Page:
Confrontations and confusion about photographing in public places can be avoided much of the time just by using your common sense. If you are photographing an accident, stay out of the way, let authorities and medical personnel do their jobs.
Even though it may be legal for you to photograph a mother and her child in a public place, if you start following them around without explanation, things are going to get out of hand. Ask yourself is it worth a confrontation with the person on the street who does not want you taking their picture.
You are not allowed to take photographs where there is a general expectation of privacy, for example, public restroom stalls. Just because a place is open to the public does not mean it is public property. You are required to comply with property owners requests at “public" places such as shopping malls, theaters etc.
Some military bases, crime scenes, hospitals and other properties may be off limits. You can’t generally set up shop with tripods, lights and such on public streets and sidewalks where you will disrupt a flow of traffic.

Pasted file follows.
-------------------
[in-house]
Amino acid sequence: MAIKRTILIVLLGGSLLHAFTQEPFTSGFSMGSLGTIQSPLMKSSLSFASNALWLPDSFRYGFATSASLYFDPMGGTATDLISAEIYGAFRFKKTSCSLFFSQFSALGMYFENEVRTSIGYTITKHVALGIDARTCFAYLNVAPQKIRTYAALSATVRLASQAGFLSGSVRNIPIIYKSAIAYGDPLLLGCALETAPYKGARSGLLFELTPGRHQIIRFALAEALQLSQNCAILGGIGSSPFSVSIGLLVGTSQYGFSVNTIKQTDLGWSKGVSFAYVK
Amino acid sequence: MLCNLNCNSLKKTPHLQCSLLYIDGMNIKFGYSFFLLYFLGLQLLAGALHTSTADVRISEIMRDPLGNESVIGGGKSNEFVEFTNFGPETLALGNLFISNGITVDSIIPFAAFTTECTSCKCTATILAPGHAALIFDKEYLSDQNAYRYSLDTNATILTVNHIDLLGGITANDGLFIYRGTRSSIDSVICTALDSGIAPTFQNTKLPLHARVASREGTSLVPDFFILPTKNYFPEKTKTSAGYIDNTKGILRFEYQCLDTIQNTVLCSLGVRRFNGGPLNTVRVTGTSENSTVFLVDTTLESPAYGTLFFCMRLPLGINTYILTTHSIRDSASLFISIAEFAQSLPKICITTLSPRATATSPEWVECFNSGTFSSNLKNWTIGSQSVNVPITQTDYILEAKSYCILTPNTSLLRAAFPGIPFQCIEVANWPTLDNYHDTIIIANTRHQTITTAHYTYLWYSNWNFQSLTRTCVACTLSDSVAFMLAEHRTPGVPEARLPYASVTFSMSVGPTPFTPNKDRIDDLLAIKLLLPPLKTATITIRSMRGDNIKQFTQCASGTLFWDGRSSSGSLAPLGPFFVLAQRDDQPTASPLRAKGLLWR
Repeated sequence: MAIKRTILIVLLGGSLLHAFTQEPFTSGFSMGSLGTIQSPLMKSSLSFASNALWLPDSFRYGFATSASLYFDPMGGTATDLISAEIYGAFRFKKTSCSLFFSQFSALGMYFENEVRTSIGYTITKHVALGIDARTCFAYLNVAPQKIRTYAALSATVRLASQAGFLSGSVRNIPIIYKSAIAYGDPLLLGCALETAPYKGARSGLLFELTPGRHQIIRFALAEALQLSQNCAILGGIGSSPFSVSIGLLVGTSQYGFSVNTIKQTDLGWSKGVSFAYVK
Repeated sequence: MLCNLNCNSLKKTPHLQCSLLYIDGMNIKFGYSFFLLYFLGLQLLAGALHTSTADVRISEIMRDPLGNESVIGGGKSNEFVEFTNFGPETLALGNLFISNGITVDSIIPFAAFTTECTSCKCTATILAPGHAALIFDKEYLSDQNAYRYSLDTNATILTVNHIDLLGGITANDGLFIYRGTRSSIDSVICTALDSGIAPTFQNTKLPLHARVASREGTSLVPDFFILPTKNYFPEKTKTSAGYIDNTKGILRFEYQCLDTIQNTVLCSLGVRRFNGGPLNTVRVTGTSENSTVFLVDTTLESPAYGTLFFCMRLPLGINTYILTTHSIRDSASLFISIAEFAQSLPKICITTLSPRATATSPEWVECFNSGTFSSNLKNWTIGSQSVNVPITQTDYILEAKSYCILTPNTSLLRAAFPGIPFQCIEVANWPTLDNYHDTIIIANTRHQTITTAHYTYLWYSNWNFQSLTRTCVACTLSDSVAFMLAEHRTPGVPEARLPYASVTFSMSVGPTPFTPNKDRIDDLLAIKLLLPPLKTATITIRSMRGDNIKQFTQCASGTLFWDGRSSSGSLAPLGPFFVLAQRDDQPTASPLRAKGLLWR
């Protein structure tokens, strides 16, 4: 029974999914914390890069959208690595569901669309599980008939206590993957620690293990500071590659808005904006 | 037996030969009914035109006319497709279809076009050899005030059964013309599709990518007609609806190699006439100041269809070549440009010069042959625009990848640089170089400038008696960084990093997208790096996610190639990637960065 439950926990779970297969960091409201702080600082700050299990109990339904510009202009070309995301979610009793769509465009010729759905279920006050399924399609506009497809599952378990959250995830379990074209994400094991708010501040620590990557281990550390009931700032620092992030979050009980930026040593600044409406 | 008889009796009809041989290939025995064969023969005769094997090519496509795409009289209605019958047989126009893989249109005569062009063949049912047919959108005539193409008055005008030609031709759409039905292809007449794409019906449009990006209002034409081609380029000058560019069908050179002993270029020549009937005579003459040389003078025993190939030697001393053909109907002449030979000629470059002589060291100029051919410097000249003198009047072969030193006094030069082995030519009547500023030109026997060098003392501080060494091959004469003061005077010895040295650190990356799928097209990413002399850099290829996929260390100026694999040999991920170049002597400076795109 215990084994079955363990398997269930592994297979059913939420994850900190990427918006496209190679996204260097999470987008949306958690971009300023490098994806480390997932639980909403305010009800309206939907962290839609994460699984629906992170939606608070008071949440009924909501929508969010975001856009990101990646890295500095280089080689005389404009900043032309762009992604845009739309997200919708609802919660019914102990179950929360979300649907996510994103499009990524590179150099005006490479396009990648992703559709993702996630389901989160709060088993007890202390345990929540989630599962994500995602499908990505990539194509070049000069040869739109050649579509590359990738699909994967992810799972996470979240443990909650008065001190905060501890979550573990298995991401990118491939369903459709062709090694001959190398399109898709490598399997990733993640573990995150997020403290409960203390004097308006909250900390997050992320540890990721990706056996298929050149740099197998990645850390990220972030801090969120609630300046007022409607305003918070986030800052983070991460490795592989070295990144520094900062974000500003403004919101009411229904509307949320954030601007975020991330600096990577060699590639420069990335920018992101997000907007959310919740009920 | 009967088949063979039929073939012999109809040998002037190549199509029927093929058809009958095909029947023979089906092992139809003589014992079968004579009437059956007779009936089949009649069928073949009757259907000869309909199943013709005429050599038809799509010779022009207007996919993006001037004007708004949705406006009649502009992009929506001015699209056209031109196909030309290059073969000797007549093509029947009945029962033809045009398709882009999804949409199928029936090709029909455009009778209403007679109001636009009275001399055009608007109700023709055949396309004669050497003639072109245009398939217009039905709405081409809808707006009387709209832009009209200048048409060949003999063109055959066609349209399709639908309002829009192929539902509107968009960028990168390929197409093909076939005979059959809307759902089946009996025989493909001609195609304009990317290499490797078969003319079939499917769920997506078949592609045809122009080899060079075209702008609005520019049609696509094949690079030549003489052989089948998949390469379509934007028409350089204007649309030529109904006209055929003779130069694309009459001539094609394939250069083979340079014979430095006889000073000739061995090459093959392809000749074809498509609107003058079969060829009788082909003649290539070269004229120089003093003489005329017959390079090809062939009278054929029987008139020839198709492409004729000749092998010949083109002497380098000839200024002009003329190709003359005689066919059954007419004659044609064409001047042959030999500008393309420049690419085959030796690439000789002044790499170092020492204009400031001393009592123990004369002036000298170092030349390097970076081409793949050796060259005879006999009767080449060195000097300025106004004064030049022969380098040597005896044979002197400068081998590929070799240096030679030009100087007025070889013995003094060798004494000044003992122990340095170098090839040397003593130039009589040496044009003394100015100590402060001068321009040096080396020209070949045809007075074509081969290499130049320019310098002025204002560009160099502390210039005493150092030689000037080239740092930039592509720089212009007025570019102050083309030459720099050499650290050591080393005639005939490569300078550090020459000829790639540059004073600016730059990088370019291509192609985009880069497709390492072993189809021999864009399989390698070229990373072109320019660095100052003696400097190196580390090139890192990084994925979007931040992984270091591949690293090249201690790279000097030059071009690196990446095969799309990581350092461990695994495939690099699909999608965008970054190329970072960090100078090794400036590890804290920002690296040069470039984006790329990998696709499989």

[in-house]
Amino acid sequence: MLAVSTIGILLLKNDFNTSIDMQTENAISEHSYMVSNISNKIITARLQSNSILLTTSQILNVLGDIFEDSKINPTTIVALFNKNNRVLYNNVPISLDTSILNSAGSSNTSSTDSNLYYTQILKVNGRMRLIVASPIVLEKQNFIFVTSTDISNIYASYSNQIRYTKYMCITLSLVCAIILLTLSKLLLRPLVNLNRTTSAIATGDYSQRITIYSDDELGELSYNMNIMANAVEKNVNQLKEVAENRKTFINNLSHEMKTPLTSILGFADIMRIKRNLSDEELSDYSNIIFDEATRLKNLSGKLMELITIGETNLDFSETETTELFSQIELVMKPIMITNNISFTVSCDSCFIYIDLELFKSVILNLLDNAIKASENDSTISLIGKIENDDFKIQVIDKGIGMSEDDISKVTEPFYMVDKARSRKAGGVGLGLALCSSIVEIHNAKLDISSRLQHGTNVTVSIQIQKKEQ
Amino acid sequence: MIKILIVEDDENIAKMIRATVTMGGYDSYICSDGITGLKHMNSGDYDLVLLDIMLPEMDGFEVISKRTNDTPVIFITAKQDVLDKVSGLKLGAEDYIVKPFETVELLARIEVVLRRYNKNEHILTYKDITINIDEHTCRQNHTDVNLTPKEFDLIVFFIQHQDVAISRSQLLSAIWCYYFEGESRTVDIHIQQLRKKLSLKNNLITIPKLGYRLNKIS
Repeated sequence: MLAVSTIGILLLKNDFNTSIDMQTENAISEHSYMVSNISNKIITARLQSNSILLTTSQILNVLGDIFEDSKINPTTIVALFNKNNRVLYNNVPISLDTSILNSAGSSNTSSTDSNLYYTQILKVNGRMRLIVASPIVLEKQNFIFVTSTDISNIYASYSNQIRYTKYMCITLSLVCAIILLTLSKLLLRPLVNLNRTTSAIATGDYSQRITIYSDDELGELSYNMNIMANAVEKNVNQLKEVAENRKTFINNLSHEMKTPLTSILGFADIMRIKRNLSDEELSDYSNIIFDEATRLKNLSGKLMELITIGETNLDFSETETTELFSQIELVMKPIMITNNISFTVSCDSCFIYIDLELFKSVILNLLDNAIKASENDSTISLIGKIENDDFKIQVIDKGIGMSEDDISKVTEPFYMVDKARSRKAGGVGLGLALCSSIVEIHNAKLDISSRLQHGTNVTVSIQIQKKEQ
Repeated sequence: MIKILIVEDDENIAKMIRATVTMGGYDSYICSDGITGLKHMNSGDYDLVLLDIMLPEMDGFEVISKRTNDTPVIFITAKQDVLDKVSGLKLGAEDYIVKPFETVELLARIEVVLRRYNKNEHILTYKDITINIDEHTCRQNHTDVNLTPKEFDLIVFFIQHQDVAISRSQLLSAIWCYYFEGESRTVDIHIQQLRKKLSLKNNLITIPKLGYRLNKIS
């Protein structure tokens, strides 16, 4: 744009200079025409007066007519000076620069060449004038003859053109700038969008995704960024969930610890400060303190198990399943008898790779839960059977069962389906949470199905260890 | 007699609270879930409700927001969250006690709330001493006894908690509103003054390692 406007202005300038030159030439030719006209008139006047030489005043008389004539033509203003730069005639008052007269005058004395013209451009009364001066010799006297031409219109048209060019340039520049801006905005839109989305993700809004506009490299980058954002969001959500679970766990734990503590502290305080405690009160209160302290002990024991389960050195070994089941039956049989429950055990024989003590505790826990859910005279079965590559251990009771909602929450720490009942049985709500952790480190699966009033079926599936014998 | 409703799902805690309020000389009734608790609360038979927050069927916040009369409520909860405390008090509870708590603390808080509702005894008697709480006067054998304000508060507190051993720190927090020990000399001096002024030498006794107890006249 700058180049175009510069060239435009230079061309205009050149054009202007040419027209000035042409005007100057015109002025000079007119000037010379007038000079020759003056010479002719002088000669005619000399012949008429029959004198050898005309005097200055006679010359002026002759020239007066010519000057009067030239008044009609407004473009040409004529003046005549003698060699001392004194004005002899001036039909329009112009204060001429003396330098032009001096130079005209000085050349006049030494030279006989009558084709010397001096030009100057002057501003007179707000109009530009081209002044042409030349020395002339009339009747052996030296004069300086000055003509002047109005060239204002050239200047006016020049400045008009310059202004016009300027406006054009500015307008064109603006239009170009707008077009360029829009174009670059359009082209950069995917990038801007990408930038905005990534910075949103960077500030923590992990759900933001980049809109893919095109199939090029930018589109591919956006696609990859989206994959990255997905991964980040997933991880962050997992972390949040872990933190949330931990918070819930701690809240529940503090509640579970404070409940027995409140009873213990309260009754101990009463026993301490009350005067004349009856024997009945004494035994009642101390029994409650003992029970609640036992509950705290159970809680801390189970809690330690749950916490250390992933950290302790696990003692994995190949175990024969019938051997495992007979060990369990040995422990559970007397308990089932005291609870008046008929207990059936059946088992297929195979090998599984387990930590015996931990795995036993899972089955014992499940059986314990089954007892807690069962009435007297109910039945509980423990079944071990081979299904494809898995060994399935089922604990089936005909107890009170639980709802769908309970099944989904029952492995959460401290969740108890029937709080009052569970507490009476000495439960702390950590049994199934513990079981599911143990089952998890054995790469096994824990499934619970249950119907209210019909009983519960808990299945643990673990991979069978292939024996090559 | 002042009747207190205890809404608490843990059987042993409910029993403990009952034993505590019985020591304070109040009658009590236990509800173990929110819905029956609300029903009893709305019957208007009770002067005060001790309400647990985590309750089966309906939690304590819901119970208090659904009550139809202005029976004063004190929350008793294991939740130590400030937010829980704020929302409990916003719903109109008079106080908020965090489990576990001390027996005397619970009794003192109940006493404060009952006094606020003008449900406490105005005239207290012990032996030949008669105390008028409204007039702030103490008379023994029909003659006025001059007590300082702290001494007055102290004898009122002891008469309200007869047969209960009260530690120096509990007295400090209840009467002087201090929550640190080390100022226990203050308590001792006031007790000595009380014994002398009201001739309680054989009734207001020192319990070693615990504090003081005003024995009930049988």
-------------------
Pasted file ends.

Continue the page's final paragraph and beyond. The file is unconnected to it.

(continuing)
Keep in mind that security and law enforcement officers are doing their jobs and a majority of them may not have a clear understanding of your rights as a photographer. They deal with high stress situations every day and even though your actions may be completely within the limits of the law, they may view it as suspicious behavior. As a photographer through, you should be able to state your rights clearly and concisely if you feel you are being unduly harassed.
If you are stopped or detained for taking photographs:
- Always remain calm and respectful.
- If you have been stopped for photography, ask “am I free to go?" If the officer says no, then you are being detained. Under the law, an officer cannot do this without reasonable suspicion that you have or are about to commit a crime or are in the process of doing so. Until you ask to leave, your being stopped is considered voluntary under the law and is legal.
- If you are detained, politely ask what crime you are suspected of committing and remind the officer that taking photographs is your right under the First Amendment and does not constitute reasonable suspicion of criminal activity.